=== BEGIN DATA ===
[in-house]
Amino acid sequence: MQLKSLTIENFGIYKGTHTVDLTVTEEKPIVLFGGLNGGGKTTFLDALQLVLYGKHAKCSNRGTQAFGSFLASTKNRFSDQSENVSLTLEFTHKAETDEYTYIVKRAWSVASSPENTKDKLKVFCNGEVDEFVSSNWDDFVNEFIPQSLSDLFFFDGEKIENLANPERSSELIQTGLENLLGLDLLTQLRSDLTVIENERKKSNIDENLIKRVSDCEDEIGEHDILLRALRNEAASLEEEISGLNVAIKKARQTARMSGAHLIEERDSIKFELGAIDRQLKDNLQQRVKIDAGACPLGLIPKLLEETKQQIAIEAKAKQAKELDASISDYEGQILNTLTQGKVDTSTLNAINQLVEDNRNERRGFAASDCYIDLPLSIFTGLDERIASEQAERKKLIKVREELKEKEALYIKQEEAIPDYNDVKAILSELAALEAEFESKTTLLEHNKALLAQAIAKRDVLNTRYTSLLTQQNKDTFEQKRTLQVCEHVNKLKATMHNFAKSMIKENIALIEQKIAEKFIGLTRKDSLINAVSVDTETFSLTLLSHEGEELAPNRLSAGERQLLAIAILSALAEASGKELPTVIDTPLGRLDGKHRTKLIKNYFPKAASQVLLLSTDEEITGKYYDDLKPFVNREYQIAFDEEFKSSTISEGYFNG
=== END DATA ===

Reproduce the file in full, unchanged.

[in-house]
Amino acid sequence: MQLKSLTIENFGIYKGTHTVDLTVTEEKPIVLFGGLNGGGKTTFLDALQLVLYGKHAKCSNRGTQAFGSFLASTKNRFSDQSENVSLTLEFTHKAETDEYTYIVKRAWSVASSPENTKDKLKVFCNGEVDEFVSSNWDDFVNEFIPQSLSDLFFFDGEKIENLANPERSSELIQTGLENLLGLDLLTQLRSDLTVIENERKKSNIDENLIKRVSDCEDEIGEHDILLRALRNEAASLEEEISGLNVAIKKARQTARMSGAHLIEERDSIKFELGAIDRQLKDNLQQRVKIDAGACPLGLIPKLLEETKQQIAIEAKAKQAKELDASISDYEGQILNTLTQGKVDTSTLNAINQLVEDNRNERRGFAASDCYIDLPLSIFTGLDERIASEQAERKKLIKVREELKEKEALYIKQEEAIPDYNDVKAILSELAALEAEFESKTTLLEHNKALLAQAIAKRDVLNTRYTSLLTQQNKDTFEQKRTLQVCEHVNKLKATMHNFAKSMIKENIALIEQKIAEKFIGLTRKDSLINAVSVDTETFSLTLLSHEGEELAPNRLSAGERQLLAIAILSALAEASGKELPTVIDTPLGRLDGKHRTKLIKNYFPKAASQVLLLSTDEEITGKYYDDLKPFVNREYQIAFDEEFKSSTISEGYFNG